SANTA FE - Journalists are on the forefront of protecting democracy, which is why great efforts are made to discredit them, David Smith, Washington Bureau Chief for the Guardian, reported in his coverage of attacks on journalists covering protests across the nation..

This comes at a time when public trust in the media has increasingly eroded. Trusting News, a nonprofit organization that focuses on transparency and trust in the news industry, reported that six in 10 Americans have “not very much” trust or “none at all” in news media, citing a 2018 Gallup poll. 

 The Reporters Committee for Freedom of the Press reported that arrests of reporters and attacks on journalists sharply increased in 2020. More than 80% of the 400 assaults on journalists during 2020’s Black Lives Matter protests were from law enforcement.

The RCFP reported over 438 physical attacks on journalists that year. That’s more than three times the number of attacks reported for the past three years combined, according to RCFP. The organization said journalists were charged or arrested 139 times, 15 times the number in 2019.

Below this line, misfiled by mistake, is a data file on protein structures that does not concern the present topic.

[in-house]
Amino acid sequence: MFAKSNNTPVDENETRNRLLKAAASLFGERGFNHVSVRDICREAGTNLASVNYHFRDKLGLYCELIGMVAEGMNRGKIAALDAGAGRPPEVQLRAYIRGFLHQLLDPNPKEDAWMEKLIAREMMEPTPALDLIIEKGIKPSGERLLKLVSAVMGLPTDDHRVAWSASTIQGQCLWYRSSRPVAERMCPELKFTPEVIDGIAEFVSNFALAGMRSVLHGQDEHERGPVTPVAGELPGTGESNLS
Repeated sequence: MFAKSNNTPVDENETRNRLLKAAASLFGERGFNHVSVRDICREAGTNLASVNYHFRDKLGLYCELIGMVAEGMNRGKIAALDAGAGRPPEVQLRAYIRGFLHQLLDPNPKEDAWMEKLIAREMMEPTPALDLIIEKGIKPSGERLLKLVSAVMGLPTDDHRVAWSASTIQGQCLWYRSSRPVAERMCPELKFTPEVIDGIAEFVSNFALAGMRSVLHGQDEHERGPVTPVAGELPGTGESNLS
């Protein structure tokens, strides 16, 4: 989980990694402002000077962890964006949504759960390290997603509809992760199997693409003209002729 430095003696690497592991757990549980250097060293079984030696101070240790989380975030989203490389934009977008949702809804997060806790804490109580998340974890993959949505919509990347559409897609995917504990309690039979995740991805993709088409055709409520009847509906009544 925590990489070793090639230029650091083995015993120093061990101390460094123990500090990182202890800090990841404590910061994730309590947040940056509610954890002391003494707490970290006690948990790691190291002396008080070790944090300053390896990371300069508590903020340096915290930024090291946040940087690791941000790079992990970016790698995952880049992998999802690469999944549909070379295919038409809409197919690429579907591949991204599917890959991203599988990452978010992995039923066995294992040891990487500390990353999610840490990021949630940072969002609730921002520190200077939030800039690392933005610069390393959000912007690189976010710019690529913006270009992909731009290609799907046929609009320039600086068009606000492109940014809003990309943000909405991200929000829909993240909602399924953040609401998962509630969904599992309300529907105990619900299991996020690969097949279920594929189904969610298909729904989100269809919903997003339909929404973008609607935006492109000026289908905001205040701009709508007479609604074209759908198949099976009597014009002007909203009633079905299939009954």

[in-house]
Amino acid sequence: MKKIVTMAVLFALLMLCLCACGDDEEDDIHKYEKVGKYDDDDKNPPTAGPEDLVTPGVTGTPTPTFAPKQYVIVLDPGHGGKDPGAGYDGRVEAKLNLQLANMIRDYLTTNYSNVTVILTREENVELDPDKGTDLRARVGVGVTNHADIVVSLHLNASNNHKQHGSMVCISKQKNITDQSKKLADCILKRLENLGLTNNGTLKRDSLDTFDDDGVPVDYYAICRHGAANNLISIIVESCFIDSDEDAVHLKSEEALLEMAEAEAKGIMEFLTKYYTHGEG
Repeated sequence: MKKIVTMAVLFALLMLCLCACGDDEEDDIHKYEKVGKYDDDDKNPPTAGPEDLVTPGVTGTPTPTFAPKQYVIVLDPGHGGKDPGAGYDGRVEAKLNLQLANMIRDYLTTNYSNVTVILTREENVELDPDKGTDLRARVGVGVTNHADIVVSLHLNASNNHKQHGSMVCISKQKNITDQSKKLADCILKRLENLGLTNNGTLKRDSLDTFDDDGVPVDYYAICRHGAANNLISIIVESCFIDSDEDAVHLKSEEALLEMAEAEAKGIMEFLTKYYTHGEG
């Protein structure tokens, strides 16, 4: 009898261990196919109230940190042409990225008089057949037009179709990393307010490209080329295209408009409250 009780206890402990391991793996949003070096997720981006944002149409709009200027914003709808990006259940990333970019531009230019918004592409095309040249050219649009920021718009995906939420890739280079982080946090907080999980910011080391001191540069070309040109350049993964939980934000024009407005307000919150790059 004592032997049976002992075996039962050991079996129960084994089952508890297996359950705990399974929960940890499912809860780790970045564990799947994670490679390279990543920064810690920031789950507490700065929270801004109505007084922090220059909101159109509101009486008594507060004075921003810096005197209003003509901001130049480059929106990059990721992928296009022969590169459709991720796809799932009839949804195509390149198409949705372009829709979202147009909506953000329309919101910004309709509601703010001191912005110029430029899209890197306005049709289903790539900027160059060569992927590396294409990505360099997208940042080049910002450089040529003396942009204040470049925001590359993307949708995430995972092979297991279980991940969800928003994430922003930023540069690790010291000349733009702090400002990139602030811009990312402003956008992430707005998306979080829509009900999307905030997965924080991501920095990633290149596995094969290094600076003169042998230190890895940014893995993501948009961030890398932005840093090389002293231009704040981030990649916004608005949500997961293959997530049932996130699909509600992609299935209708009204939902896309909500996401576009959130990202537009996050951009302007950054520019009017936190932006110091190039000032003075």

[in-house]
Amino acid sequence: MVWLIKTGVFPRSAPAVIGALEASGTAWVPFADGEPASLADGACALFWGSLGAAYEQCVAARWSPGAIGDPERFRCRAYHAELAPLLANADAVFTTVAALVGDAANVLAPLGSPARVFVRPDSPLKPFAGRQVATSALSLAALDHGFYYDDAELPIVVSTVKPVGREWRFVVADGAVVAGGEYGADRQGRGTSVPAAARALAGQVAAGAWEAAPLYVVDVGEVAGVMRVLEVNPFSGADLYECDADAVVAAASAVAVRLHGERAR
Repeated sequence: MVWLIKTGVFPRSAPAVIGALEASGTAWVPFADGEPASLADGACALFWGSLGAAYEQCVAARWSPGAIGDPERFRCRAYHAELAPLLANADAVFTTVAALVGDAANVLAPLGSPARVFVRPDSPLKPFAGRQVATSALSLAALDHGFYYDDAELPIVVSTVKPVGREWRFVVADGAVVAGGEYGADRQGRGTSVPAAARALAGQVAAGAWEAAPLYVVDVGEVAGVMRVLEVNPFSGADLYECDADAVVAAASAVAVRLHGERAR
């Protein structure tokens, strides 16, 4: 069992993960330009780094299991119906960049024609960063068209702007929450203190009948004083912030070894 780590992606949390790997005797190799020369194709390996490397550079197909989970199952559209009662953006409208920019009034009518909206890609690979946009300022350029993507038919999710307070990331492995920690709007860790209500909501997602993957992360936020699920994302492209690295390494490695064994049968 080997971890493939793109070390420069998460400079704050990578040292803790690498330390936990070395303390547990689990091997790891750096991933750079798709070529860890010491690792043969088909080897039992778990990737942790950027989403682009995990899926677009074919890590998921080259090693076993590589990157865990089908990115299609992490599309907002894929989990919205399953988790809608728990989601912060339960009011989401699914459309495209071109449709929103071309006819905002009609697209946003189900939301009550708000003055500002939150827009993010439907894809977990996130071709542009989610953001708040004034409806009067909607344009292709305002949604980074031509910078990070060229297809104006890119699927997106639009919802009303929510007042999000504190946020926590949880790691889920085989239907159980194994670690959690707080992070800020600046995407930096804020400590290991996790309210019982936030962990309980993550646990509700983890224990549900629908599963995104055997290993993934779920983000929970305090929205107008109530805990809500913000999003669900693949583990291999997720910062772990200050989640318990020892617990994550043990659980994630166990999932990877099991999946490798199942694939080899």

Babbette Herrmann, president of the New Mexico Press Association Board of Directors said it is more important than ever for journalism to thrive and hold public officials accountable.

“We see something, we say something,” said Babbette Herrmann, president of the New Mexico Press Association Board of Directors. “That’s how we protect democracy.”

“The best way to protect democracy is to protect the community,” says Nickolas Siebel from the Silver City Daily Press and Independent. “The best thing journalism can do is what we’ve always done: to cover our communities, to connect people, to tell their stories. Strong newspapers mean strong communities and vice versa.”

The Knight Foundation’s 2020 American Views Survey found that those surveyed found “continued pessimism and further partisan entrenchment about how the news media delivers on its democratic mandate to deliver factual, trustworthy information.”

Despite this, the survey found that 42% of those surveyed found news media to be “critical” to democracy, while 39% labeled news media as “very important” to democracy.

Follow Brandon Carroll on Twitter @Brandon72667231.